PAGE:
So, why does your loved one behave like that? One contributing reason might be poor self-image—not yours, his. If your partner doesn’t think much of himself, then he probably feels that anyone who cares for him, loves him or respects him must not be much either.

How can anyone love me, I’m such a loser. They must be horrible, undesirable, a loser themselves. So, not only am I despicable, but I’m with this loser.

Thoughts such as these on the part of the victimizer are usually subconscious–ingrained from childhood. This scenario is often played out with partner after partner.

Even if you understand why your mate behaves as he does, that doesn’t alter your interaction. He’s honed this personality for decades, and he doesn’t plan on changing. Not only that, but he has no problem with how he is; only you have a problem.

So, what do you do? As I’ve encouraged many times in past blogs, you must survive. Whether his technique is the subtle type or the go-for-the-jugular, take-no-prisoners model, you must negate his power to control you.

When you get the feeling that you’ve been put down by him, trust your gut! Keep in mind that you are not on this earth so he can play out these types of conscious or subconscious feelings. Refuse to accept that role! Don’t engage. Leave the staging area. Pursue activities apart from him. In extreme cases, you may have to extricate yourself from the relationship entirely to get healthy.

Take charge of your life and your happiness. Don’t be willing to put it into the hands of another, even someone as close as a spouse or significant other.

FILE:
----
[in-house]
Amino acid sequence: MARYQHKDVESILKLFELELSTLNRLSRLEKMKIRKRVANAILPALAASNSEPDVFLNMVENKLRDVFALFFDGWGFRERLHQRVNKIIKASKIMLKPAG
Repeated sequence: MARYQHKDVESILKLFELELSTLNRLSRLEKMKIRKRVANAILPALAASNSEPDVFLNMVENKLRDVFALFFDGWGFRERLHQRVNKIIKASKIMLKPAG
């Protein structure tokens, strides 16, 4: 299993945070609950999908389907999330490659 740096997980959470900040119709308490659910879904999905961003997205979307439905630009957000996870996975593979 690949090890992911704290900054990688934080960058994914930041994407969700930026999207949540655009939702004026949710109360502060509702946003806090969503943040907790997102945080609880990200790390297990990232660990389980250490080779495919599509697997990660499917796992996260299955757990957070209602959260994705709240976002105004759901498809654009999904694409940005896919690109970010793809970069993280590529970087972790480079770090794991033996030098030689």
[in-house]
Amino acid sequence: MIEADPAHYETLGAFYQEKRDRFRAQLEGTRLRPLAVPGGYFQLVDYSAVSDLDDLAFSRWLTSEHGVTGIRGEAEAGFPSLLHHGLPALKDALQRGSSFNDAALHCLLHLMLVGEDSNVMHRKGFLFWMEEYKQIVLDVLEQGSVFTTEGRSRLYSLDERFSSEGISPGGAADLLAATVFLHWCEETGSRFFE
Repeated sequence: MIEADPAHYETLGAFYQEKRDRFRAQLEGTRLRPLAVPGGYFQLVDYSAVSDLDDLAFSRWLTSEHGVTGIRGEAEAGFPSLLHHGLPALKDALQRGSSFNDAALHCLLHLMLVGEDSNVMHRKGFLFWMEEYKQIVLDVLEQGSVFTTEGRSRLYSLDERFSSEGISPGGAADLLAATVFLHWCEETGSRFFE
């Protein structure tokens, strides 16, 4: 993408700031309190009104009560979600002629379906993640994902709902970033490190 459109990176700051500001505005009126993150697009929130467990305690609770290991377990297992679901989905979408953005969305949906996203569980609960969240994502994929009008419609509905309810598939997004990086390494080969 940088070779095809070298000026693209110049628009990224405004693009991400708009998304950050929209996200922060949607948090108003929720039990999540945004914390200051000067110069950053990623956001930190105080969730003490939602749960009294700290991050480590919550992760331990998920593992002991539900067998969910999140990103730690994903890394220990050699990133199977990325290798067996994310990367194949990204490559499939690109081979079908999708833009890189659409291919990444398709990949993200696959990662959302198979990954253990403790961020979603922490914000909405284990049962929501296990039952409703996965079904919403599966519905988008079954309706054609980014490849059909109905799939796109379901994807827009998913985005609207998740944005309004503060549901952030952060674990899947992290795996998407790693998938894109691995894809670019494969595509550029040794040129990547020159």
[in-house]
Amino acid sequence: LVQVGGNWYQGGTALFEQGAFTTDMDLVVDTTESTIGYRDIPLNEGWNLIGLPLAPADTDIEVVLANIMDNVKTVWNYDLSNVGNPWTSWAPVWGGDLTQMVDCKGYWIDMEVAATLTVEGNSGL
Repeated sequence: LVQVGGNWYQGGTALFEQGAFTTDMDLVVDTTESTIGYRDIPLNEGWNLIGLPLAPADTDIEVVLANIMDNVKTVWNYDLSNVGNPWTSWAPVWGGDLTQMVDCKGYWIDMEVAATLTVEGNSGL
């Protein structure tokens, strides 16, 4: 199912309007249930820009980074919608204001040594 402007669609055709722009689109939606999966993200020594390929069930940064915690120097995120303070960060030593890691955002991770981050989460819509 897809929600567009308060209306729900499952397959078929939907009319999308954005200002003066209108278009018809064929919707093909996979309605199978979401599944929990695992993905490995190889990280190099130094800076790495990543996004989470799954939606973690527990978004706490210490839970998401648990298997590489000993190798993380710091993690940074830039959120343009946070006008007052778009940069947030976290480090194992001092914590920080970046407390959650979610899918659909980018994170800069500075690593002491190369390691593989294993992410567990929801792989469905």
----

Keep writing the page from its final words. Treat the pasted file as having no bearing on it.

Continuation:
***

Please forward my blog to anyone who might be interested and post it on your Facebook, Twitter and other social media. To reprint any material, contact me for permission at:  gowergulch@yahoo.com. If you want to be automatically notified when I post a new blog, click on the “Follow” button in the upper right corner of this page and fill in the information. To read my other blog posts, scroll down on this page or click on “Recent Posts” or “Archives” under the Follow button. To opt out of receiving this blog, contact me at the aforementioned email address, let me know, and I’ll remove you from the list.

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We All Have “Something”

This blog is written by Lee Gale Gruen to help Baby Boomers, seniors, and those soon to retire find joy, excitement, and satisfaction in life after retirement. Her public lecture on this subject is titled, “Reinventing Yourself in Your Retirement.” Her memoir, available by clicking here Amazon.com, is: Adventures with Dad: A Father and Daughter’s Journey Through a Senior Acting Class. Click here for her website: http://AdventuresWithDadTheBook.com